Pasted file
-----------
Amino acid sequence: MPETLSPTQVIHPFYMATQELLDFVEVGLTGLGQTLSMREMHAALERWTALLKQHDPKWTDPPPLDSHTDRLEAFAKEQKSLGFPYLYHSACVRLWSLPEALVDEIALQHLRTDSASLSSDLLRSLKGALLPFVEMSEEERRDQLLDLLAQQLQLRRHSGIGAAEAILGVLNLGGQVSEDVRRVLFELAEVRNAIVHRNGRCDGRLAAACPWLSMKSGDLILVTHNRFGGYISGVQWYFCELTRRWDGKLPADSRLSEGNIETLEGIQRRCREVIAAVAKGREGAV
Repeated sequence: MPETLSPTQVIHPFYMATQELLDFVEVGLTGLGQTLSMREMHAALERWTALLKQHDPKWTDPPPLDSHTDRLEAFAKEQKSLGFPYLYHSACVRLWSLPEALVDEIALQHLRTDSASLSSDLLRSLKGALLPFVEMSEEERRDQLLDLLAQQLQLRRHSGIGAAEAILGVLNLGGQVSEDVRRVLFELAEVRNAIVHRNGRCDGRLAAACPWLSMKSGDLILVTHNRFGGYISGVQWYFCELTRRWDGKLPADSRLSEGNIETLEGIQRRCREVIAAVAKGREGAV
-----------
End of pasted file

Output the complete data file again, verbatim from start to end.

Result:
Amino acid sequence: MPETLSPTQVIHPFYMATQELLDFVEVGLTGLGQTLSMREMHAALERWTALLKQHDPKWTDPPPLDSHTDRLEAFAKEQKSLGFPYLYHSACVRLWSLPEALVDEIALQHLRTDSASLSSDLLRSLKGALLPFVEMSEEERRDQLLDLLAQQLQLRRHSGIGAAEAILGVLNLGGQVSEDVRRVLFELAEVRNAIVHRNGRCDGRLAAACPWLSMKSGDLILVTHNRFGGYISGVQWYFCELTRRWDGKLPADSRLSEGNIETLEGIQRRCREVIAAVAKGREGAV
Repeated sequence: MPETLSPTQVIHPFYMATQELLDFVEVGLTGLGQTLSMREMHAALERWTALLKQHDPKWTDPPPLDSHTDRLEAFAKEQKSLGFPYLYHSACVRLWSLPEALVDEIALQHLRTDSASLSSDLLRSLKGALLPFVEMSEEERRDQLLDLLAQQLQLRRHSGIGAAEAILGVLNLGGQVSEDVRRVLFELAEVRNAIVHRNGRCDGRLAAACPWLSMKSGDLILVTHNRFGGYISGVQWYFCELTRRWDGKLPADSRLSEGNIETLEGIQRRCREVIAAVAKGREGAV